- The report also found that charter schools are promoting de facto patterns of racial and ethnic segregation in schools not because of parental choices, but instead because of factors such as the availability of transportation and subsidized school lunches.
Charter schools create more than $1 billion in additional costs for taxpayers annually. In order to justify this massive additional education spending, charter schools must provide a higher-quality option for students than the school district schools students leaving.
The Center for Rural Pennsylvania report found, “the available data suggest that students moving from a traditional public school district to a charter school generally move to a school with lower academic performance than the original district.”
The School Performance Profile, which is used by the Pennsylvania Department of Education to rank ALL public schools in PA on a scale of 0-100 published the following average scores for Pennsylvania’s public schools in 2012-13:
- Traditional public schools: 77.1
- Brick and mortar charter schools: 66.4
- Cyber charter schools: 46.8
A study done by Stanford University in 2011 found that in Pennsylvania:
- 100% of cyber charter schools performed worse in both reading and math than the traditional public school from which the students come.
- Brick and mortar charter students learned significantly less on average than their traditional school counterparts in math.
- Brick and mortar charter students had similar learning gains as their traditional school counterparts in reading.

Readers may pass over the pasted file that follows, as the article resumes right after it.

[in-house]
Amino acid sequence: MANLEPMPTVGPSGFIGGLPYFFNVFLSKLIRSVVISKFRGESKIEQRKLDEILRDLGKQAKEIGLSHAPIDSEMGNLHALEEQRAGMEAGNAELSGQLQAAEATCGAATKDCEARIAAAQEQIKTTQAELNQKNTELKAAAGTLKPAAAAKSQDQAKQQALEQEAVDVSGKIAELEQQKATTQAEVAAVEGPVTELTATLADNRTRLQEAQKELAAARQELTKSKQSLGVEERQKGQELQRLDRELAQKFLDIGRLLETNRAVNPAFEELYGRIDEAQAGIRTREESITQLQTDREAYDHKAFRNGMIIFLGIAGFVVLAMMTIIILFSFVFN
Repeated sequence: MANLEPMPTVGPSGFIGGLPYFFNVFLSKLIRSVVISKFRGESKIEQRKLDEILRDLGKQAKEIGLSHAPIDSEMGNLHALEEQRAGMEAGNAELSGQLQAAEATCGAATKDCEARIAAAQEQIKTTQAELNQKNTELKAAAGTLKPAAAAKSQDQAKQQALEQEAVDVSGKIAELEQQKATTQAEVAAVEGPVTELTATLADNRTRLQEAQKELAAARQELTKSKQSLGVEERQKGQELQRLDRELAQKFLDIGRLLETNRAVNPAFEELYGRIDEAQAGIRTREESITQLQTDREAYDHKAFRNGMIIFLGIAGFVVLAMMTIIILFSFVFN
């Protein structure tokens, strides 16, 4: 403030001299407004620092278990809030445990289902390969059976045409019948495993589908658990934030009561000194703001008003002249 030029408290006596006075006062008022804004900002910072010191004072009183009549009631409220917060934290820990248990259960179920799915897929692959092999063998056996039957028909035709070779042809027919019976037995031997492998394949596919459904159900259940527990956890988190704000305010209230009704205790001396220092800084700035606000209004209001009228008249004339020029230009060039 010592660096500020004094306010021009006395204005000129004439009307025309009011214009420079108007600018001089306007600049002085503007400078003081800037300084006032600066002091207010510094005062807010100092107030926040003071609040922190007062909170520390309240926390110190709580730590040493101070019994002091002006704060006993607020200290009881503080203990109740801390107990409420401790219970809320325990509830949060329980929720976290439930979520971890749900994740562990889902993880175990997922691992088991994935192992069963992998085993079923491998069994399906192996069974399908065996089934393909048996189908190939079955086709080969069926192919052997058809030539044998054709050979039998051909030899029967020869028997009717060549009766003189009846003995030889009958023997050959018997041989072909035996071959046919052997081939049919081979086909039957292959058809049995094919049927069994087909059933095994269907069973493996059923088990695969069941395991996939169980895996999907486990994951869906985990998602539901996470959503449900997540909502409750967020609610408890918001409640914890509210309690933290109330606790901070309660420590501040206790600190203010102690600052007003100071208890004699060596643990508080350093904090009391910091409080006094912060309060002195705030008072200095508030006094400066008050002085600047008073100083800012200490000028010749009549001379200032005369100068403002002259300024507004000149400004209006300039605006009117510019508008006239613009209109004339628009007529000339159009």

Fraud and Abuse and Lack of Transparency
Pennsylvania law must be strengthened to hold accountable and penalize charter school operators that attempt to defraud taxpayers or refuse to comply with Pennsylvania’s Right to Know law.
While many charter schools operate ethically, inadequate oversight and a lax law have allowed a significant number of bad players to siphon millions of taxpayer dollars into their pockets, at the expense of Pennsylvania’s public school children.
- Nick Trombetta, founder of the state’s largest cyber charter school (PA Cyber) has been indicted on multiple charges and is accused of siphoning more than $8 million from the school.
- June Brown is on trial for allegedly defrauding the 4 Philadelphia charter schools that she founded of $6.7 million.
- Recently the eighth Philadelphia charter school official pleaded guilty to federal fraud charges.
- PA State Rep. James Roebuck put together a report of Charter School allegations/concerns and a compilation of the investigations and other information.
Charter management organizations are permitted to spend unlimited taxpayer dollars on advertising, political lobbying, 7-figure CEO salaries and other expenses that are unrelated to educating children. As publicly-funded schools, charter schools are required by law to disclose how they spend taxpayer dollars and what they spend taxpayer dollars on. Unfortunately, many charter school operators feel they are above PA law and refuse to divulge how they spend taxpayer dollars.
- The Executive Director of the Open Records office said that charter schools are “a cancer on the otherwise healthy right-to- know-law.”
- The PA Office of Open Records reported receiving 239 appeals in cases in which charter schools either rejected or failed to answer taxpayer right to know requests.